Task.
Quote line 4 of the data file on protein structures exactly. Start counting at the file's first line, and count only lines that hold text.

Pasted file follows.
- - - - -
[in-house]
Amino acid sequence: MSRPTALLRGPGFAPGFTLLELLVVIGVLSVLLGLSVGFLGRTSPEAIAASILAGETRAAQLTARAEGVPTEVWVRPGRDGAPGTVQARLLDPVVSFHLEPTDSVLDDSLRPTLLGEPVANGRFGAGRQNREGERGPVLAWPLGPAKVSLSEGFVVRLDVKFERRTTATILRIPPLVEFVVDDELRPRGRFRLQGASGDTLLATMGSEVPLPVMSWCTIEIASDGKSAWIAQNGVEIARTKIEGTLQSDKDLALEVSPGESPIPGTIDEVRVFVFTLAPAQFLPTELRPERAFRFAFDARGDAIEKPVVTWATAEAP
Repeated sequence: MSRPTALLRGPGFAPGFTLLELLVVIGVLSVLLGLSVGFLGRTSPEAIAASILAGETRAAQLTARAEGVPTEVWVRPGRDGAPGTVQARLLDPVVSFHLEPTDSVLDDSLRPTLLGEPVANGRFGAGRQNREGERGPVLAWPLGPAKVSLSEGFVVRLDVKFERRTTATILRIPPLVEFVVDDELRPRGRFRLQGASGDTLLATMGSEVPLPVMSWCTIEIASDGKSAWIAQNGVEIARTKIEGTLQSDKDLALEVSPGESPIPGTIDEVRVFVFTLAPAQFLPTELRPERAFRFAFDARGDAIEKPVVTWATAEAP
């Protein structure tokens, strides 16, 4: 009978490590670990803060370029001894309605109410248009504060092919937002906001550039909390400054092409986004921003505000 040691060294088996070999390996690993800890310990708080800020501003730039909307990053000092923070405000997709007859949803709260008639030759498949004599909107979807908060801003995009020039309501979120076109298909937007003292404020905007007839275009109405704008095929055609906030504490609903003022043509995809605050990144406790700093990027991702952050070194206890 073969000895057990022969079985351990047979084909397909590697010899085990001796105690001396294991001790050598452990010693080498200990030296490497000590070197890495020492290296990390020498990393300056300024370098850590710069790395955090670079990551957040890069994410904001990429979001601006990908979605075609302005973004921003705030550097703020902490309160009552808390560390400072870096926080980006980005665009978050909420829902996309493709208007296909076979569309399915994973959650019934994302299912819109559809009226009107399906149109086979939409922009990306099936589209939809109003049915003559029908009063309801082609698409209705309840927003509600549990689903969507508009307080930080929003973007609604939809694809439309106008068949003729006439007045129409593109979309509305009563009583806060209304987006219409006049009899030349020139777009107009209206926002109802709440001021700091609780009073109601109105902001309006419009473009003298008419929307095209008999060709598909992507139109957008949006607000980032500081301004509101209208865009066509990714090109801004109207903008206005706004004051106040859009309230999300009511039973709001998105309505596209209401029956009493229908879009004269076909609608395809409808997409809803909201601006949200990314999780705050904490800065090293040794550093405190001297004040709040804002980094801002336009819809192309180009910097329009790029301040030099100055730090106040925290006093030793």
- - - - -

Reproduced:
């Protein structure tokens, strides 16, 4: 009978490590670990803060370029001894309605109410248009504060092919937002906001550039909390400054092409986004921003505000 040691060294088996070999390996690993800890310990708080800020501003730039909307990053000092923070405000997709007859949803709260008639030759498949004599909107979807908060801003995009020039309501979120076109298909937007003292404020905007007839275009109405704008095929055609906030504490609903003022043509995809605050990144406790700093990027991702952050070194206890 073969000895057990022969079985351990047979084909397909590697010899085990001796105690001396294991001790050598452990010693080498200990030296490497000590070197890495020492290296990390020498990393300056300024370098850590710069790395955090670079990551957040890069994410904001990429979001601006990908979605075609302005973004921003705030550097703020902490309160009552808390560390400072870096926080980006980005665009978050909420829902996309493709208007296909076979569309399915994973959650019934994302299912819109559809009226009107399906149109086979939409922009990306099936589209939809109003049915003559029908009063309801082609698409209705309840927003509600549990689903969507508009307080930080929003973007609604939809694809439309106008068949003729006439007045129409593109979309509305009563009583806060209304987006219409006049009899030349020139777009107009209206926002109802709440001021700091609780009073109601109105902001309006419009473009003298008419929307095209008999060709598909992507139109957008949006607000980032500081301004509101209208865009066509990714090109801004109207903008206005706004004051106040859009309230999300009511039973709001998105309505596209209401029956009493229908879009004269076909609608395809409808997409809803909201601006949200990314999780705050904490800065090293040794550093405190001297004040709040804002980094801002336009819809192309180009910097329009790029301040030099100055730090106040925290006093030793």